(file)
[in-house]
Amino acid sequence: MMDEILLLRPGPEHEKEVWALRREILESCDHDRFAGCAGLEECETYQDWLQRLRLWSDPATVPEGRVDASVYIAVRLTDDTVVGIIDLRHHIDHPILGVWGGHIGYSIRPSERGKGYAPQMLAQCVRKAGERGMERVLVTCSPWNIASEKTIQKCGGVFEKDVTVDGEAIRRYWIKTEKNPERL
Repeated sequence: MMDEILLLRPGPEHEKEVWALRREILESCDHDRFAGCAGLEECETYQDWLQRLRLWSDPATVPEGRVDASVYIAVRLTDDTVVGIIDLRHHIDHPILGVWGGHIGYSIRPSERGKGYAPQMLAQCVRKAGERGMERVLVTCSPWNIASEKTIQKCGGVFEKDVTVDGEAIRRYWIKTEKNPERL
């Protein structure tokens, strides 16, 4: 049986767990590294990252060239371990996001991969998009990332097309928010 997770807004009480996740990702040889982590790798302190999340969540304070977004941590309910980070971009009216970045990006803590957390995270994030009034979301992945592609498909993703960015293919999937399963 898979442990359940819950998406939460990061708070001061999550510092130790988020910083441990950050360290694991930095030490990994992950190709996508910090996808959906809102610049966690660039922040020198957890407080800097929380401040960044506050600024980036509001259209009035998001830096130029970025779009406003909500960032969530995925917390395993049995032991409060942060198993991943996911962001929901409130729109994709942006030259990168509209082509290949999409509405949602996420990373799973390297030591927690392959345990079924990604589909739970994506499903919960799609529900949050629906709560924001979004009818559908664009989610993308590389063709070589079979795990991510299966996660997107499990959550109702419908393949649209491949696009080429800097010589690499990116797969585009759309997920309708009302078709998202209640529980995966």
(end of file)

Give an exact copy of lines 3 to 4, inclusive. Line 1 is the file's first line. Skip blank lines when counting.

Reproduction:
Repeated sequence: MMDEILLLRPGPEHEKEVWALRREILESCDHDRFAGCAGLEECETYQDWLQRLRLWSDPATVPEGRVDASVYIAVRLTDDTVVGIIDLRHHIDHPILGVWGGHIGYSIRPSERGKGYAPQMLAQCVRKAGERGMERVLVTCSPWNIASEKTIQKCGGVFEKDVTVDGEAIRRYWIKTEKNPERL
């Protein structure tokens, strides 16, 4: 049986767990590294990252060239371990996001991969998009990332097309928010 997770807004009480996740990702040889982590790798302190999340969540304070977004941590309910980070971009009216970045990006803590957390995270994030009034979301992945592609498909993703960015293919999937399963 898979442990359940819950998406939460990061708070001061999550510092130790988020910083441990950050360290694991930095030490990994992950190709996508910090996808959906809102610049966690660039922040020198957890407080800097929380401040960044506050600024980036509001259209009035998001830096130029970025779009406003909500960032969530995925917390395993049995032991409060942060198993991943996911962001929901409130729109994709942006030259990168509209082509290949999409509405949602996420990373799973390297030591927690392959345990079924990604589909739970994506499903919960799609529900949050629906709560924001979004009818559908664009989610993308590389063709070589079979795990991510299966996660997107499990959550109702419908393949649209491949696009080429800097010589690499990116797969585009759309997920309708009302078709998202209640529980995966």